Guide to Mong Kok

Guide to Mong Kok

Navigate the crowds with insider tips on the best of Mong Kok’s cuisine and culture

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Foodie  Foodie Your Guide to Good Taste  on 4 Apr '18

Top photo credit: Hotel ICON


Whether you’re new to Hong Kong or just day-tripping in a new ’hood, it always helps to have seasoned insider tips on where to go, what to eat and what to see. Check out this guide, courtesy of Hotel ICON, to help you to enjoy the best food and IG-worthy sights that one of Hong Kong’s busiest neighbourhoods has to offer.

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Background photo credit: Hong Kong Tourism Board


1. Bird Garden

Designed in the style of a traditional Chinese garden, the Yuen Po Street Bird Garden is known for its dozens of stalls selling hundreds of songbirds and exquisitely crafted bamboo cages.

Yuen Po Street, Prince Edward, 7am–8pm

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Photo credit: Hotel ICON


2. Flower Market

Hong Kong‘s Flower Market is an oasis of fragrant blooms, complete with an assortment of exported and locally grown flowers, plants, shrubs, herbs and even bonsai trees. The market is especially popular amongst locals during Chinese New Year, when large crowds visit to buy auspicious flowers, wishing to usher in the greatest luck for the new year.

Flower Market Road, Prince Edward, 9:30am–7:30pm


3. Goldfish Market

Goldfish Market is like an aquarium in the streets where a large variety of fish in all colours, shapes and sizes imaginable can be found. Some shops display the fish for sale in small bags, as there’s a traditional belief that buying goldfish in bags means you’ll “take home a bag of gold”.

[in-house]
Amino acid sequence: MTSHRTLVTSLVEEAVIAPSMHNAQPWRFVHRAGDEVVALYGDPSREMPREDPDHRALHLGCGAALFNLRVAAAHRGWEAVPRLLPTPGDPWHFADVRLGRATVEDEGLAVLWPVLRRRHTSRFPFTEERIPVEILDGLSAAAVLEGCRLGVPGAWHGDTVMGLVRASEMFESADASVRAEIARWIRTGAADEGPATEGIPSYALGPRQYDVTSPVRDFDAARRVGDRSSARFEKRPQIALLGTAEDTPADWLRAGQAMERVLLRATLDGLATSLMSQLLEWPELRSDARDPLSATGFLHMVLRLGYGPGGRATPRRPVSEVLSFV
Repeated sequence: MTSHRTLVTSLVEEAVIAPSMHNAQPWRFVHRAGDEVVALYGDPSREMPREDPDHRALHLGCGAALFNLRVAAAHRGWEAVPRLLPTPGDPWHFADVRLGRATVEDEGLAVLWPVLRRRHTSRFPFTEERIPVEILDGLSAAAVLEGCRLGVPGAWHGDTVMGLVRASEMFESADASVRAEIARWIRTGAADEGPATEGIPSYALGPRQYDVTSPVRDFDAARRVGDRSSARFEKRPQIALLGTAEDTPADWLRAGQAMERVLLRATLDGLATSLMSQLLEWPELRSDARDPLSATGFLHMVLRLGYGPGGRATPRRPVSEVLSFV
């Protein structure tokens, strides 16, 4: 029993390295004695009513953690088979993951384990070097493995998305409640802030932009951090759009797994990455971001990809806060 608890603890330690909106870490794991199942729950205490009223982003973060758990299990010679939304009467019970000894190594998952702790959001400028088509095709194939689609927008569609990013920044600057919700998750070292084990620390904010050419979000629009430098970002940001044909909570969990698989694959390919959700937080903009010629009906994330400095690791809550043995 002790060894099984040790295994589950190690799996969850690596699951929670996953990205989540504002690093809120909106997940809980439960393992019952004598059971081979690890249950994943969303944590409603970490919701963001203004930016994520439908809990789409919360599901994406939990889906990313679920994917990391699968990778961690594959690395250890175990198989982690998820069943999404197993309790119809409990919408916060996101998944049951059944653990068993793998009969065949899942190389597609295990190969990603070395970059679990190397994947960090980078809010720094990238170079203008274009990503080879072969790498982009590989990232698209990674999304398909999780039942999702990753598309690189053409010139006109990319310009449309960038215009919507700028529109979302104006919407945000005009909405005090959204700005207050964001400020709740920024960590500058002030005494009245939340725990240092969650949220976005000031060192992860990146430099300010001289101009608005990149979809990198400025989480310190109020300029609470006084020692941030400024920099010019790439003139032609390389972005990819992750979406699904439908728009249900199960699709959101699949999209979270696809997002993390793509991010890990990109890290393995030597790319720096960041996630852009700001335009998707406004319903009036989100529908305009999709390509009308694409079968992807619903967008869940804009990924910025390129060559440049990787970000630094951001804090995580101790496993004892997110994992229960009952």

Tung Choi Street North, Mong Kok, 10am–after 8pm


4. Ladies’ Market

Gentlemen, don’t be misled by the name of this market. A wide variety of discounted clothing, handbags, travel goods, accessories, toys and electronics that will interest both men and women are available here. Prices are not set in stone and negotiating is half the fun!

Tung Choi Street, Mong Kok, 11am–11:30pm


5. Fei Jie (local street food)

Although there is always a queue at Fei Jie, it moves quite quickly, so you won’t need to wait long for a taste of their scrumptious skewers. Pork gizzard and intestine are the most popular choices for Hong Kong locals, but for those with slightly less adventurous palates, we recommend the sausage and octopus.

Must-try: pork gizzard, pork tongue, sausage, octopus (less than HK$50)

Shop 4A, 55 Dundas Street, Mong Kok, 9191 7683, 2–11pm

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Photo credit: Hotel ICON


6. Four Seasons Pot Rice

With crispy rice and over 32 combinations of tender meat and savoury pieces of lap mei (Chinese sausage) as toppings, clay-pot rice is a hearty Hong Kong classic that is hard to resist. This much-adored street stall always has a long queue, but it’s worth the wait!

Must-try: deep-fried oyster cake, chicken feet, pork chop with rice (HK$50–100)

46–58 Arthur Street, Yau Ma Tei, 6pm–1am


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Photo credit: Hotel ICON


7. Jade Market

Jade Market is a collection of hundreds of stands selling a wide variety of jade, pearls and precious stones. Jade is considered a sacred stone that is associated with health and long life in Chinese culture, so it could be a good choice if you are looking for a souvenir. Bargaining is a must at this market.

Junction of Kansu Street and Battery Street, Yau Ma Tei, 10am–6:30pm


8. Temple Street Night Market

Late-night shopping is a Hong Kong tradition and Temple Street Night Market is the perfect spot to find clothing, souvenirs, jade and antiques until well after the sun goes down. You may also discover fortune tellers, herbalists and, on the odd occasion, some free open-air Cantonese opera.

Temple Street, Yau Ma Tei, 2pm–2am


Think you might get lost? Don’t worry – here’s an illustrated map to help you out:

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Information, map and guide courtesy of Hotel ICON

Download the full Mong Kok guide here


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